Is it fair to call hm an “anti-Trumper”? Jeff Flake is an anti-Trumper, lord knows, but people like Corker and Lindsey Graham are more nuanced in their approach to POTUS. They interact with him in a Trumpian way, in fact. Sometimes they’ll criticize him harshly, spurring a short war of words with Trump himself, but then they’ll back off and praise him when he does something they like. Carrot and stick. Trump’s the same way, insulting his enemies until they’re conciliatory, then warming up to them to keep them on his side. Ask Mitt Romney what that’s like. Or ask Marco Rubio, who went from declaring Trump unfit for office and retiring from the Senate to endorsing Trump for president and running for reelection in Florida with Trump’s support in the span of about three months in 2016. Corker’s in the same boat now.

His problem if he really is thinking of un-retiring is that MAGA Nation might not follow Trump’s own rules for dealing with critics. Badmouth the leader once and it’ll never be forgotten. (See, e.g., Steve Bannon, who’s in exile after badmouthing merely one member of the Trump family.) And unlike Rubio, Corker would need to win a contested Republican Senate primary to hold his seat. How does he do that in a red state like Tennessee, with Trumpers with long memories eager to see him lose?

But several sources say the issue has come up in recent conversations Corker has had with fellow Tennessean Sen. Lamar Alexander and with South Carolina Sen. Lindsey Graham, two of Corker’s friends.

It also came up at least once in a conversation with Majority Leader Mitch McConnell, CNN is told, posing a bit of a dilemma.

McConnell likes Corker, and would have preferred that he sought re-election. But once Corker announced he was not running, the GOP establishment quickly rallied behind Rep. Marsha Blackburn, who is already in the Senate race and has support across the party’s often fractious spectrum…

CNN is told McConnell’s view is that if Corker is serious, he would need first and foremost to get the President on board.

Asked about that CNN story by local media, Corker’s spokesman confirmed that people have approached him about changing his mind but that he has no plans to do so … “at this point.” Hmmmm.

POTUS’s benediction may be the only thing that can get Trumpers to lay off Corker in a primary. But that’ll never happen, right? Corker’s insulted him publicly, questioning his basic competence last summer and then sneering on Twitter that Trump has turned the White House into a day-care center for adults. There’s no turning back. Except … he’s on good enough terms with Trump at the moment to have hitched a ride on Air Force One with the president just last month. In fact, reports swirled last fall that Trump had asked him repeatedly to run again and pledged to support him if he did. CNN claims that POTUS “will have no part of” a Corker Senate run at this point, but if Corker’s right that Trump was willing to back him before, all it might take is a few rounds of golf to put him back in the mood.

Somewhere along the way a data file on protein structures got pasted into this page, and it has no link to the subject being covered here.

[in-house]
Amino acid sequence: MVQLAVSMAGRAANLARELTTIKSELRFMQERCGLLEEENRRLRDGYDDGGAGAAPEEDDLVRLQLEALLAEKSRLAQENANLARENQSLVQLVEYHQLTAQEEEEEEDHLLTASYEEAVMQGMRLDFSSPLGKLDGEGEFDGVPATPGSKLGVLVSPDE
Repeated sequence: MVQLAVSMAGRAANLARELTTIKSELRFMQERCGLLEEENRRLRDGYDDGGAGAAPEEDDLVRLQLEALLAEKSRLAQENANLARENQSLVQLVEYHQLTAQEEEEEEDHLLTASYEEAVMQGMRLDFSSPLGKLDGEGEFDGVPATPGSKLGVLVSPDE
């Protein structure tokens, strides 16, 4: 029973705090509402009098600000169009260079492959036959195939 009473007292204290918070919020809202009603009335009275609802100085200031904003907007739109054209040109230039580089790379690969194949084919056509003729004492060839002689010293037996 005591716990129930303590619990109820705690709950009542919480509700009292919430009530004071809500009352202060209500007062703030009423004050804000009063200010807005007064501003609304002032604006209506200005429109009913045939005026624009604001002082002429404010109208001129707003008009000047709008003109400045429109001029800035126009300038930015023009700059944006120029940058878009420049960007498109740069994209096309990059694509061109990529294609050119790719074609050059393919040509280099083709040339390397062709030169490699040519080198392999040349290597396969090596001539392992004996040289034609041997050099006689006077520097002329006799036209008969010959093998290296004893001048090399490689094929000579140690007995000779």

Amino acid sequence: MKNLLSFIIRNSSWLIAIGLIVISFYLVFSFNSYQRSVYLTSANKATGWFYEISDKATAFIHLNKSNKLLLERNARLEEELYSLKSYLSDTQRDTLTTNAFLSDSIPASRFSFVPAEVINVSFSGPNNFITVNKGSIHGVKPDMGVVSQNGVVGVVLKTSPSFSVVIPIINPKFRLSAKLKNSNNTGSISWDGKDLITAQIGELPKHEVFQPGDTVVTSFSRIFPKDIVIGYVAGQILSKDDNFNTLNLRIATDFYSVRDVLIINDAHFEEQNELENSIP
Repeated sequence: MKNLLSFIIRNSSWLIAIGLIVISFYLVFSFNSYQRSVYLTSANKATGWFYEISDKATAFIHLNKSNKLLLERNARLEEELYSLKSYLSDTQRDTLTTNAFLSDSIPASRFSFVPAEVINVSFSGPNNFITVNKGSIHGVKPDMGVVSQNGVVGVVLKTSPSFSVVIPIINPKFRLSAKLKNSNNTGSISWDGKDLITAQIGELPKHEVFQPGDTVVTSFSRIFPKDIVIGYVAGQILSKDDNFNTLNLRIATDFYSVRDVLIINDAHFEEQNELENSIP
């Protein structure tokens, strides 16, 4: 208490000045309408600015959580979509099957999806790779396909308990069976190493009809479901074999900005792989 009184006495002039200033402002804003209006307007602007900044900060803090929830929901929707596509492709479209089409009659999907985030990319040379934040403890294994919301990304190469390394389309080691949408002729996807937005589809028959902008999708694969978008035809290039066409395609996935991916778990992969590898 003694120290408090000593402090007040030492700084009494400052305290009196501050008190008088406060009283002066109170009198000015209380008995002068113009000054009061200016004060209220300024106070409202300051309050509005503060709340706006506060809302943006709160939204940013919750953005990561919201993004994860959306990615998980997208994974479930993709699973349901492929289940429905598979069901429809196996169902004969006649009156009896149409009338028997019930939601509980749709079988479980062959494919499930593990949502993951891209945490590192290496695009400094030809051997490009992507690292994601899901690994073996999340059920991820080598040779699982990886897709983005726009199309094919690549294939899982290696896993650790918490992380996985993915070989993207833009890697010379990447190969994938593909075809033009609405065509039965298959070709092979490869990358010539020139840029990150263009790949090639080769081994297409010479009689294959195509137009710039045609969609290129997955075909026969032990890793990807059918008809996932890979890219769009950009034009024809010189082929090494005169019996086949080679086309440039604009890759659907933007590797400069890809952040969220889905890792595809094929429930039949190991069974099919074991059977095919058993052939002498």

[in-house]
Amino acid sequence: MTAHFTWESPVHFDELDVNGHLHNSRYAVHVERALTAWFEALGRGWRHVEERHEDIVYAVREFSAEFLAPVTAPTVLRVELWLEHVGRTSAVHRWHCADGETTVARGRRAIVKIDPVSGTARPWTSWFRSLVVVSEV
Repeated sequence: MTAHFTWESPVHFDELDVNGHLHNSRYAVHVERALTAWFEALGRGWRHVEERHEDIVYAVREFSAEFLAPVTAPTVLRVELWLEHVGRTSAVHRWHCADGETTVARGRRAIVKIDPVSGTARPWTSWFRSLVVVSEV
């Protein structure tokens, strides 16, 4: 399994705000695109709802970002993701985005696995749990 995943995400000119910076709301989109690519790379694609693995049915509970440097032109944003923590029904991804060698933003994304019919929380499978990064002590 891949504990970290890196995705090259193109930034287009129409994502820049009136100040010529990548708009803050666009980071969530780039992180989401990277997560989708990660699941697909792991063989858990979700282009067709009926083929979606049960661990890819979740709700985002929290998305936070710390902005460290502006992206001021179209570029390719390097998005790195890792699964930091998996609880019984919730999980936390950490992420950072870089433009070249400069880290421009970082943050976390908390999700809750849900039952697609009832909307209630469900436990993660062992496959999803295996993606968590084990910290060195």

Even if Trump would rather see the seat go to Marsha Blackburn or former Rep. Stephen Fincher, who’s also running in the primary, he may look at the Tennessee race from the perspective of cold expedience and decide on Corker instead. Why? Because the Democratic challenger is unusually formidable for such a red state. It’s Phil Bredesen, the twice-elected former governor who won in a landslide the last time he ran in 2006. One of the biggest problems the out-party has in trying to win a seat held by the other is name recognition; that won’t be a problem for Bredesen. The safe play against a strong challenger is to stick with the incumbent, assuming he’s willing to run.

Trump may figure, though, that that’s unnecessary in this case since Blackburn is a comparatively well-known House Republican and she’s fighting a battle on friendly terrain in a reliably red state. Plus, she’s gone out of her way to position herself as a Trump-ish Republican in hopes of earning POTUS’s endorsement or at least keeping him neutral. If Corker decided to run again and went head-to-head against Blackburn in a primary, there’s no doubt she’d be the choice of populists even if Trump himself remained neutral. That’s why McConnell wants Corker to get Trump’s blessing first, I assume: The party can’t afford a Corker/Blackburn primary war, so if Corker runs he needs Trump’s help to force Blackburn (and Fincher) out of the race. Would Trump really knife Blackburn that way, given that she stands a fair chance of winning the seat? Especially knowing from rough experience how fickle Corker’s support for him is?

The real mystery is why Corker wants to run again. The GOP will almost certainly be back in the minority in the Senate by 2021, if not by 2019. He’s clearly unhappy with Trump’s presidency and there’s no reason to believe the “day-care” aspects of it will get better over time. The party’s spent the past week exposing itself as a gigantic fraud on the priorities to which Corker and his colleagues have spent years paying lip service, like federal spending and deficit reduction. Why does he want another six years, most or all of which would be spent with Democrats in control? Why does he want the aggravation of having to brace himself for the daily presidential tweetstorm? Go be a lobbyist and make a bundle of money instead. There’s nothing left for Republicans to do in government.